A Brief History Of Women: Interviews with Alan Ayckbourn

This page contains an interview between Alan Ayckbourn and Simon Murgatroyd from 2 March 2017 and an interview between Charles Hutchinson and Alan Ayckbourn published in The Press on 8 September 2017.

Simon Murgatroyd interview with Alan Ayckbourn

Simon Murgatroyd: This summer sees the world premiere of your play A Brief History of Women, but I understand that wasn’t your original plan.
Alan Ayckbourn:
No, I wrote this year’s play in October last year and then went to Bowness-on-Windermere to dwell on it. There I decided I was less than 100% happy with it and - as a result - I came back to Scarborough and wrote an entirely different play! I then also rewrote the original one to make myself happier with it, so I suddenly had two plays and I offered them both to our Artistic Director Paul Robinson and said, ‘take your pick.’ He chose the second, as it happens, A Brief History Of Women.

What is A Brief History Of Woman about?
It’s actually a bit autobiographical. It’s about a very unassuming man, Anthony Spates, who’s a fairly ineffectual chap and who would probably be forgotten by history, but for his relationship with some very colourful women in his life.

In what sense is it auto-biographical?
I think it’s sort of autobiographical in that I left public school at 17 and was hurled into the theatre. There I met so many highly colourful members of the opposite sex and I was convinced - until I was in my thirties - that almost all women were totally mad! They completely intrigued me, which is why I write quite a lot of them, but - like the play’s hero - I only met anything even remotely resembling a sane woman until quite late in life! Although not quite as late as in the play, where the poor man is in his 50s before he meets a sane woman. He’s had some quite interesting experiences along the way though!

This suggests it covers quite a long period of time.
It’s an unusual one for me in that it’s got quite a long time period, which I’ve sometimes - but not often - used in my plays. This is as long a one as any I’ve written as it’s 60 years; I think my previous longest was Joking Apart at 12 years. It runs from 1925 to 1985.

That’s an interesting span of time to cover.
If you stand back from the picture, you’re looking at a story that starts in the mid ‘20s with a certain series of events and then finishes in the mid ‘80s in a world which has gone through two world wars, which throw quite a long shadow over the play either because the characters themselves came through it or were affected by it. But it’s also shows, I think in microcosm, the shifting attitudes to women over the decades.

How does that affect the story you’re telling of this ordinary man and his extraordinary women?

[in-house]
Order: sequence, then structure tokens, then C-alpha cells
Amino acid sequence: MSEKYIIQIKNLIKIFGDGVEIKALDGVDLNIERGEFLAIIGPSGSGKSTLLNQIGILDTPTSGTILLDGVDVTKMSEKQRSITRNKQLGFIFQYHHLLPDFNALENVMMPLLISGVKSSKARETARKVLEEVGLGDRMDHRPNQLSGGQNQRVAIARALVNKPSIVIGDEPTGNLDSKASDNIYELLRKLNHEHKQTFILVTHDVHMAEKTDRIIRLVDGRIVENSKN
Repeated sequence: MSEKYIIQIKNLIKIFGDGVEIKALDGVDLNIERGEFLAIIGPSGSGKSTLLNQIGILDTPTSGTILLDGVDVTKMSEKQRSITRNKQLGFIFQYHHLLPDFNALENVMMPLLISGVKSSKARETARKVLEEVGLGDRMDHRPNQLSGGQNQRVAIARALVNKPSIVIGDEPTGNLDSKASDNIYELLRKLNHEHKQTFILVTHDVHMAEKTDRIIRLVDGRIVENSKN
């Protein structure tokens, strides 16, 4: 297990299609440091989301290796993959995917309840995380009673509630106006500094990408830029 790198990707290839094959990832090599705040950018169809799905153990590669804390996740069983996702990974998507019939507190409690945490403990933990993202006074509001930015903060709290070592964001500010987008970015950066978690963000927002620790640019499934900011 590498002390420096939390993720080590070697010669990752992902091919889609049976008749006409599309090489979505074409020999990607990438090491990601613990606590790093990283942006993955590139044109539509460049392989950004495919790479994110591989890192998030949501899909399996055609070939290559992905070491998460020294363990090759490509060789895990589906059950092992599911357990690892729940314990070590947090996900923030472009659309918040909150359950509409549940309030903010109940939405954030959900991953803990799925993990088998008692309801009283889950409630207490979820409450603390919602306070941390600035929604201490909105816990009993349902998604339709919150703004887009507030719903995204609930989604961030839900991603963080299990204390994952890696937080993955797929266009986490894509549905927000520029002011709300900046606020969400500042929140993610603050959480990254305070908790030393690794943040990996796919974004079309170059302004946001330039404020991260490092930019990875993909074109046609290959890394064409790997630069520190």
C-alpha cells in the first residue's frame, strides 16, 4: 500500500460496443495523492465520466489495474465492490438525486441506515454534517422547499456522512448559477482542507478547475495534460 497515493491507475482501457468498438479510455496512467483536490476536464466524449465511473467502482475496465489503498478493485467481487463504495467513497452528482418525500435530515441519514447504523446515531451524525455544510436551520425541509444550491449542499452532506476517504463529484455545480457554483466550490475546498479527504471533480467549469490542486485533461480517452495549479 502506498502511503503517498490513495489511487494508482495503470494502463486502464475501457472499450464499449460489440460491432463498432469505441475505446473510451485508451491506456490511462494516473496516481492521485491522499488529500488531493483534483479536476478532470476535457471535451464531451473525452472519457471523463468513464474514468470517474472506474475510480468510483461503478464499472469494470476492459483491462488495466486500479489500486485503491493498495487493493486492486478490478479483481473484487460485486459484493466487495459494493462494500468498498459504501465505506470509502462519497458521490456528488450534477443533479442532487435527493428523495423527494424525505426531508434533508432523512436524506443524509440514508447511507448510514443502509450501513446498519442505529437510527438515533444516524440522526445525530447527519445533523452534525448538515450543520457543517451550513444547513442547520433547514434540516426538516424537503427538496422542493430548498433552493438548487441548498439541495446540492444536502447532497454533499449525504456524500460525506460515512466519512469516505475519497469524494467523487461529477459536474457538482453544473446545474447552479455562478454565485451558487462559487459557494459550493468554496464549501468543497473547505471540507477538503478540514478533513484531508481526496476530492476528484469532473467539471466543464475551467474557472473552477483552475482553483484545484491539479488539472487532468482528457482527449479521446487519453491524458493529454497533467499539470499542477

I was interested to chart a chunk of history, although I’m now writing a history play. I’m interested in what effect it has on my characters living in that period. Yet the story of our hero is the one thing that keeps going through it, the people he meets and the differing sexual attitudes.

And all this is also seen through the prism of what you describe as another character, the house.
In 1925, it’s a grand old country house where Spates works as a footman. Then in 1945, it becomes a slightly dodgy prep school for girls. Our hero has recently returned as a fully fledged school master. We then move on to 1965, when the school has long since closed and the building is now an arts centre, one of these arts centres that were dotted around the country where former country houses have been given over to pottery and still-life classes and weekend drama functions. In my time I’ve toured to those places and there’s always one harassed director of the arts centre who always seems to be struggling with many well-meaning, but slightly disorganised amateur groups. In this case, our poor hero is in charge of the arts centre and trying to deal with the local amateur pantomime. And then finally the house becomes, in the mid-‘80s, one of those country house hotels complete with muzak and ‘ye olde bar’.
The house is, in a sense, one of the central characters of the play, because it does have its own personality and it’s undergone all sorts of increasingly humiliating changes. Poor old thing.

Covering six decades sounds like a challenge for the actors, what will they have to cope with?
It offers quite a lot of opportunities for actors to strut their stuff. There’s 26 roles so all of them - except our hero who just ages gently - play different periods of life. Russell Dixon is returning and I said to him, ‘I’m offering you three appalling men and one hall porter! The porter is probably a decent bloke, but the others are all monsters really.’ There’s something nice about playing a series of monsters in one play!